How Roger Waters made the clock sound in Pink Floyd song ‘Time’

After their captivating performance of ‘See Emily Play’ on ‘Top of the Pops’ in 1967, Pink Floyd appeared poised for global dominance. However, the early visionary, Syd Barrett, succumbed to the perils of LSD overuse and associated mental health issues, rendering him increasingly unreliable. David Gilmour stepped in to replace Barrett, and Roger Waters, the bassist, assumed the mantle of the band’s creative leader.

Navigating the late 1960s, Pink Floyd cultivated their psychedelic sound with a broad-minded, eclectic approach. Alongside contemporaries such as Genesis, Led Zeppelin, and King Crimson, Pink Floyd spearheaded the prog-rock movement with a style defined by its vibrant experimentalism.

In 1971, the band released “Meddle,” a remarkably eclectic album featuring synthesized sound effects on the rhythmic opener, ‘One of These Days,’ and embracing expansive, atmospheric composition in the side-two epic, ‘Echoes.’ While the digressive movie soundtrack album, “Obscured by Clouds,” arrived in 1972, “Meddle” is acknowledged as a precursor to the seminal triumph that followed in 1973: “The Dark Side of the Moon.”

Much like “Meddle,” “The Dark Side of the Moon” is a diverse tapestry of styles, tempos, and emotions, ranging from the heavy blues of ‘Money’ to Richard Wright’s arresting piano composition in ‘The Great Gig in the Sky.’ What elevated “The Dark Side of the Moon” above its peers was its seamless cohesion as a concept album.

With Waters at the conceptual helm, the record delves into existential anxiety, addressing themes of greed, death, insanity, and the relentless march of time. Impressively, Pink Floyd crafted “The Dark Side of the Moon” in a way that allows the songs on each side to blend into one another, forming a continuous musical narrative. The band ingeniously incorporated recurring motifs, including the heartbeat, a clinking cash register, insane laughter, footsteps, clock ticks, and alarms.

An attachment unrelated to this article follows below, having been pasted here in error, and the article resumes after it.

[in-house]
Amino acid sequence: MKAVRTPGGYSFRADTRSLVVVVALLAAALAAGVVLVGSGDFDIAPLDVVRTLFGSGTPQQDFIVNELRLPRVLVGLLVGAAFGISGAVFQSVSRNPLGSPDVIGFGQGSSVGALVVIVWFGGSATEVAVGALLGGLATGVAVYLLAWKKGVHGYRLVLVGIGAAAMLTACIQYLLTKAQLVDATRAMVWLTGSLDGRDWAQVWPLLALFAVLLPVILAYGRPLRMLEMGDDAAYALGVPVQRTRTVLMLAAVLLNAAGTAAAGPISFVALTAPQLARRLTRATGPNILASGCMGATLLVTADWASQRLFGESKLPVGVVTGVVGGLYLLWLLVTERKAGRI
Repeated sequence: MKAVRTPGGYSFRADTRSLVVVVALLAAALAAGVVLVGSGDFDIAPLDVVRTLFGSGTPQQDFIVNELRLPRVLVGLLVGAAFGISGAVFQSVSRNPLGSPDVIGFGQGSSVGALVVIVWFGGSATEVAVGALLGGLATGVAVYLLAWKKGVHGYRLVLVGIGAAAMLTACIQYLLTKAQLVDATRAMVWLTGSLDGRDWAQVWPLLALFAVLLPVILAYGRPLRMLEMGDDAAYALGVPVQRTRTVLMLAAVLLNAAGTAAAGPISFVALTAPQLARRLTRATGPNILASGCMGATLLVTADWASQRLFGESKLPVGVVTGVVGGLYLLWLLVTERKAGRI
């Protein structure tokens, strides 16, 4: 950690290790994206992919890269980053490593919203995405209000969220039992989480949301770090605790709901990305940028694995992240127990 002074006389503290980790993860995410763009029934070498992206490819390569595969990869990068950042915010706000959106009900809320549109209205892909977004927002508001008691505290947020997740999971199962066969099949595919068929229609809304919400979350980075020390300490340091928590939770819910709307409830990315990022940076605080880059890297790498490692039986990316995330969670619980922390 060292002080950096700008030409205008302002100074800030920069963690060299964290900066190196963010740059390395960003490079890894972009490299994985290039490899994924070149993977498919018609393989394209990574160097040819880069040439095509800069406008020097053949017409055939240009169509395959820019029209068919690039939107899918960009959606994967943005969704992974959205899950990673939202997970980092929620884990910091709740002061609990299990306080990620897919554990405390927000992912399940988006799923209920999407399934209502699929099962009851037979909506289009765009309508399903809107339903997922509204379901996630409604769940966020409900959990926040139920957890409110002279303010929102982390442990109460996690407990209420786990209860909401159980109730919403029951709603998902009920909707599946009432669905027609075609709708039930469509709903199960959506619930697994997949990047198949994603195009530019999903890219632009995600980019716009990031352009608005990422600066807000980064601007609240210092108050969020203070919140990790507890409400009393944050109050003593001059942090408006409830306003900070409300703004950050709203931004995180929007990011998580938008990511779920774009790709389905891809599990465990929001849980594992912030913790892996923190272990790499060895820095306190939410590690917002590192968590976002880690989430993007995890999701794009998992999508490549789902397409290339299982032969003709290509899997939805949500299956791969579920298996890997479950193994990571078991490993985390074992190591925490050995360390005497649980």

The introduction to ‘Time’ features multiple ticking clocks followed by a cacophony of alarms—an effect recorded by the legendary engineer Alan Parsons as a quadrophonic test in an antique store. Although not specifically intended for the album, it seamlessly fits Waters’ conceptual vision.

Interestingly, the distinctive clock tick sound leading into the main composition was crafted by Waters himself, using his bass guitar. Guy Pratt, Pink Floyd’s bassist in their later years, highlighted Waters’ brilliance in conceptualizing sounds beyond conventional bass techniques during a 2023 appearance on the Scott’s Bass Lessons podcast.

Pratt recalled the challenge of replicating the sound on stage, especially syncing it with a giant spinning clock cartoon during Floyd performances. “With Floyd, I had to do it in time with this giant cartoon of a spinning clock, and you have to be in time with the clock,” Pratt explained, shedding light on the intricate details that contributed to the immersive sonic experience created by Pink Floyd. Watch Guy Pratt demonstrate the clock tick sound in the full podcast episode below, providing a fascinating glimpse into the meticulous artistry behind Pink Floyd’s iconic compositions.


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